Stanford researchers have found that drug-coated nanoparticles limit the development of atherosclerosis in mice, without side effects.
A drug-coated nanoparticle reduces plaque buildup in mouse arteries without causing harmful side effects, Stanford School of Medicine researchers have found.
Atherosclerosis, the accumulation of plaque inside artery walls, can lead to heart attacks and strokes. It’s the world’s No. 1 killer. Available therapies treat risk factors such as high blood pressure and high cholesterol but fail to address the accumulation of diseased cells and inflammation within artery walls.
“This is precision medicine,” said Nicholas Leeper, MD, professor of vascular surgery and cardiovascular medicine. “We used the nanotubes to deliver a payload like a Trojan horse.”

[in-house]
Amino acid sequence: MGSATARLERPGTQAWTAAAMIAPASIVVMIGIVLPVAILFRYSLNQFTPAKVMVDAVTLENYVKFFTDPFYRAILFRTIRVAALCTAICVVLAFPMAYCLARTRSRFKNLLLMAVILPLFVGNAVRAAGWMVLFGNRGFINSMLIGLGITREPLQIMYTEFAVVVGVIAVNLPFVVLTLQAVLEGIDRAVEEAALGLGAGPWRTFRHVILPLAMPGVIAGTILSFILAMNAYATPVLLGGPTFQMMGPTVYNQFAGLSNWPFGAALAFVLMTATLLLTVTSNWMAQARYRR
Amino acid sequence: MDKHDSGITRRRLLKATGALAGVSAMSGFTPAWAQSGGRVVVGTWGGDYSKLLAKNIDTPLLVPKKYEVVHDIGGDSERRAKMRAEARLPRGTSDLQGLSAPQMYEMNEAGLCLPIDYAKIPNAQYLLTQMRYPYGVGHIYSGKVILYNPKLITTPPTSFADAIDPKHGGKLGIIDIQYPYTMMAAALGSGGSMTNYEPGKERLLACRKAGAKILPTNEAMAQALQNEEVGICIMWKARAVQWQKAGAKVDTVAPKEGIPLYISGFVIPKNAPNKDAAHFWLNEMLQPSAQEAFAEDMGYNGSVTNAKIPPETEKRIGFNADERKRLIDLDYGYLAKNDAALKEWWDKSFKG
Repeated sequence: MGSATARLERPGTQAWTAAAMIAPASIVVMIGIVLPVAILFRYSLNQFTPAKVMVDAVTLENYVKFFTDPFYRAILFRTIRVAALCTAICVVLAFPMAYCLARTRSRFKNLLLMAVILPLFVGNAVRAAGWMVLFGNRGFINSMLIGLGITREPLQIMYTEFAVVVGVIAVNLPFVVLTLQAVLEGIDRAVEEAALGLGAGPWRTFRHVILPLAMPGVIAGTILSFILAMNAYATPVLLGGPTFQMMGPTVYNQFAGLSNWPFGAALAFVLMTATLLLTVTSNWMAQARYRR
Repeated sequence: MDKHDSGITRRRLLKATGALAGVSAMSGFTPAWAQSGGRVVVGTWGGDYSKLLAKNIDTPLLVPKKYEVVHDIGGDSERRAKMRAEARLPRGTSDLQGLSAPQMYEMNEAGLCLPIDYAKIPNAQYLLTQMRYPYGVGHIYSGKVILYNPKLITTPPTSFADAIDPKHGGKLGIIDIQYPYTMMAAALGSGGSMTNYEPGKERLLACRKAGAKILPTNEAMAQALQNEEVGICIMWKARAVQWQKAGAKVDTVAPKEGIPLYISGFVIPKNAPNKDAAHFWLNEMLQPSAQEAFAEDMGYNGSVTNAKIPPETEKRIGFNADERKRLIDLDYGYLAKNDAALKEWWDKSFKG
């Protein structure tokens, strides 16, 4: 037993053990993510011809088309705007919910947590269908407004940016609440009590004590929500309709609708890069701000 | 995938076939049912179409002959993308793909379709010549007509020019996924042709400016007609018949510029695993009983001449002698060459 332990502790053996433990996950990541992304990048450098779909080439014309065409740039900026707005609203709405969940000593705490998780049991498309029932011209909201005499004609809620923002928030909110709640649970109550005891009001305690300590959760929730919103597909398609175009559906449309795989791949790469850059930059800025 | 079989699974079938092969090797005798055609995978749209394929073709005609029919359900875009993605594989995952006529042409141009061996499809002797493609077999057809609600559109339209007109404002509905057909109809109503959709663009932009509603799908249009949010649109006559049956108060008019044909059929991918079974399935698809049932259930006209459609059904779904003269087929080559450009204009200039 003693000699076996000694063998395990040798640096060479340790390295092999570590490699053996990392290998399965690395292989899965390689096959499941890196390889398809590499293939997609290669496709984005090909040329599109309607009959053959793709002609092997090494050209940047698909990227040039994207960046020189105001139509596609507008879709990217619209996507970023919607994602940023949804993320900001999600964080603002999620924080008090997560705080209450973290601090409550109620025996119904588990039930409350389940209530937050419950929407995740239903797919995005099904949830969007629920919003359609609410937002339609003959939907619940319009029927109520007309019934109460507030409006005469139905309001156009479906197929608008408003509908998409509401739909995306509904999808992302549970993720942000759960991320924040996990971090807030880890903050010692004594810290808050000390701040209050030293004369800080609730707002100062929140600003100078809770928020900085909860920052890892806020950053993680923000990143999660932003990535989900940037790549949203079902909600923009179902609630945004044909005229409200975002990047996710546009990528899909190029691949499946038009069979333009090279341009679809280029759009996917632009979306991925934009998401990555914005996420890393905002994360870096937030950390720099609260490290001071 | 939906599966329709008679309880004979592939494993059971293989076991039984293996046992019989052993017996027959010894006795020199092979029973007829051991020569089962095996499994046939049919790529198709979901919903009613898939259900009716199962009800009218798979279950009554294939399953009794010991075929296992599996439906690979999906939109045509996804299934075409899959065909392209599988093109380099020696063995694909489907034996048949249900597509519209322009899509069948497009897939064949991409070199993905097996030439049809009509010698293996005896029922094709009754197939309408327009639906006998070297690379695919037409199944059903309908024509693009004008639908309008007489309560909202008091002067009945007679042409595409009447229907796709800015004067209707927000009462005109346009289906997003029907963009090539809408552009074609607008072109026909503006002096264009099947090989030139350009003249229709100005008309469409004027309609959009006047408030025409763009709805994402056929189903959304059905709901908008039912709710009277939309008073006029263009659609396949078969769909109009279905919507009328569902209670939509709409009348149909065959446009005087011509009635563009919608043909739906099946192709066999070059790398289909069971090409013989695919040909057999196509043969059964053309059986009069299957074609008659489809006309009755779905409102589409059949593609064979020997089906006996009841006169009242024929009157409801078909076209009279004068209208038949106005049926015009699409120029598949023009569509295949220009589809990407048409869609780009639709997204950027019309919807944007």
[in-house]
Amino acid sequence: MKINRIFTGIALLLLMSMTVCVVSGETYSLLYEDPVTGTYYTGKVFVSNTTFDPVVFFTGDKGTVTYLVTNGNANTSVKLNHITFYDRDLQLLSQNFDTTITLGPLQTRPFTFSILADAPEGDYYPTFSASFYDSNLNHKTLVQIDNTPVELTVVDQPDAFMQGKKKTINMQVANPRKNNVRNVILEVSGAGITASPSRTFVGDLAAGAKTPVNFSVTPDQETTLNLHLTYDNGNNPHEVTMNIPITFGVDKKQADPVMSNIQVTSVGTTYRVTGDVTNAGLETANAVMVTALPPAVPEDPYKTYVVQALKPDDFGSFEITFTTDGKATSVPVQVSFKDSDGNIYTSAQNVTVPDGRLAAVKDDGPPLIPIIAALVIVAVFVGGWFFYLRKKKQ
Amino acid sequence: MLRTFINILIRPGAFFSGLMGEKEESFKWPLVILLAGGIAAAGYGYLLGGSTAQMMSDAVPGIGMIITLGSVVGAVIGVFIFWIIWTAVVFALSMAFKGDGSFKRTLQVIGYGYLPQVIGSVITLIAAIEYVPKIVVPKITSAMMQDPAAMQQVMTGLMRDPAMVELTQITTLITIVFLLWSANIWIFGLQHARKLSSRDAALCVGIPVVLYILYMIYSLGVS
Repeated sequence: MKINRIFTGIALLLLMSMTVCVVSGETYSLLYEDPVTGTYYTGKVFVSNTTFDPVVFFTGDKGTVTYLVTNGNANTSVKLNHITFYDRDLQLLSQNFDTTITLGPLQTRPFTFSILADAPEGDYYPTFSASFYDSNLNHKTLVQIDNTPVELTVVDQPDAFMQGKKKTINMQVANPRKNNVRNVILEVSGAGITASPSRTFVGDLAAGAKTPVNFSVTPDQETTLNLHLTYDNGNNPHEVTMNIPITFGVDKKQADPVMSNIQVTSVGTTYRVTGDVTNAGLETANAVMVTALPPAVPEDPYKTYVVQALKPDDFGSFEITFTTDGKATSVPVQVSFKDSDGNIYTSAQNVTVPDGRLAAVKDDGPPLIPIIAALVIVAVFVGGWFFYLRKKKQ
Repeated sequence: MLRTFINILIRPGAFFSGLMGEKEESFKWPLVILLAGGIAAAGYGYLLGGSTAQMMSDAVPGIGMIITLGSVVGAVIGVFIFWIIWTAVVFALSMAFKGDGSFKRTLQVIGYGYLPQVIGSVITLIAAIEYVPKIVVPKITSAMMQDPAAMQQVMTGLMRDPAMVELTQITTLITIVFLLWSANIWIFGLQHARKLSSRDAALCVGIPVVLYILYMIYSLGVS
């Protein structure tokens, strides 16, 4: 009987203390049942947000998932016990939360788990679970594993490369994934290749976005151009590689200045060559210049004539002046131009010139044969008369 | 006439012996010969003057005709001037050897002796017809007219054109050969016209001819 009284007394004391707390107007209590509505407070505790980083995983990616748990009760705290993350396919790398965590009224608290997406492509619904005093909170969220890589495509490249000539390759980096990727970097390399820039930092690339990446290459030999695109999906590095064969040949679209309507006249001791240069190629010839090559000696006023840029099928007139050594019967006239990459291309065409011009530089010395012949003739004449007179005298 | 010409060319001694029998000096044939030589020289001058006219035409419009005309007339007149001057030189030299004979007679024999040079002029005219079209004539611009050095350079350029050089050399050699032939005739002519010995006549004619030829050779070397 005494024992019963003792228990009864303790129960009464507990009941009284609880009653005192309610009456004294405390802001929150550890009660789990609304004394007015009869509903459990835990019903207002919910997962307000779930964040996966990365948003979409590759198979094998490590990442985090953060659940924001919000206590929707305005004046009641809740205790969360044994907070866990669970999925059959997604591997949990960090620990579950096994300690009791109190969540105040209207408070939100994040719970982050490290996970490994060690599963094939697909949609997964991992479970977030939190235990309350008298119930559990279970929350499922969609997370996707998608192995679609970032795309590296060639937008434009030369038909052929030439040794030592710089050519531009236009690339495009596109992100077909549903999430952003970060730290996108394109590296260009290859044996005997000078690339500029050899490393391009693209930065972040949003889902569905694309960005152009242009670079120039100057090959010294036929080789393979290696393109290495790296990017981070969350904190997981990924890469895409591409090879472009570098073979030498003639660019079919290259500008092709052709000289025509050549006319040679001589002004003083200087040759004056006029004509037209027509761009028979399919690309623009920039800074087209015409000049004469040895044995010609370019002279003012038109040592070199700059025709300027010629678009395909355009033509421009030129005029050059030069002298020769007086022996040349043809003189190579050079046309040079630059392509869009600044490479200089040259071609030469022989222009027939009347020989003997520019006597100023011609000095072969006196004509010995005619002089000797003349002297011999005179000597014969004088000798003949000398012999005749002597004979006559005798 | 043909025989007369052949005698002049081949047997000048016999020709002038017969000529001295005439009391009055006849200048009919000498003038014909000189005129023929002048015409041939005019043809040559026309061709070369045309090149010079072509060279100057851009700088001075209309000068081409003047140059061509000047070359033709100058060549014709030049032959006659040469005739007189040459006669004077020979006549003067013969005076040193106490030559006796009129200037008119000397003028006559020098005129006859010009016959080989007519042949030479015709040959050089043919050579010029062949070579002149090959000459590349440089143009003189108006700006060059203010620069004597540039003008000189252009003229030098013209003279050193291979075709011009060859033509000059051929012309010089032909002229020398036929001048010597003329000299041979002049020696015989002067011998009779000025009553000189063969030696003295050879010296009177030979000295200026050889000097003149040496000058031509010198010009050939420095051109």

Leeper, who sees patients at Stanford Health Care’s vascular and endovascular care clinic, is a senior author of a paper about the research that was published Jan. 27 in Nature Nanotechnology. The other senior author is Bryan Smith, PhD, a former visiting associate professor at the School of Medicine. He is now an associate professor of biomedical engineering at Michigan State University.
Alyssa Flores, a former research fellow who is now a student at the Geisel School of Medicine at Dartmouth College, and Stanford postdoctoral scholars Niloufar Hosseini-Nassab, PhD, and Kai-Uwe Jarr, PhD, are co-lead authors.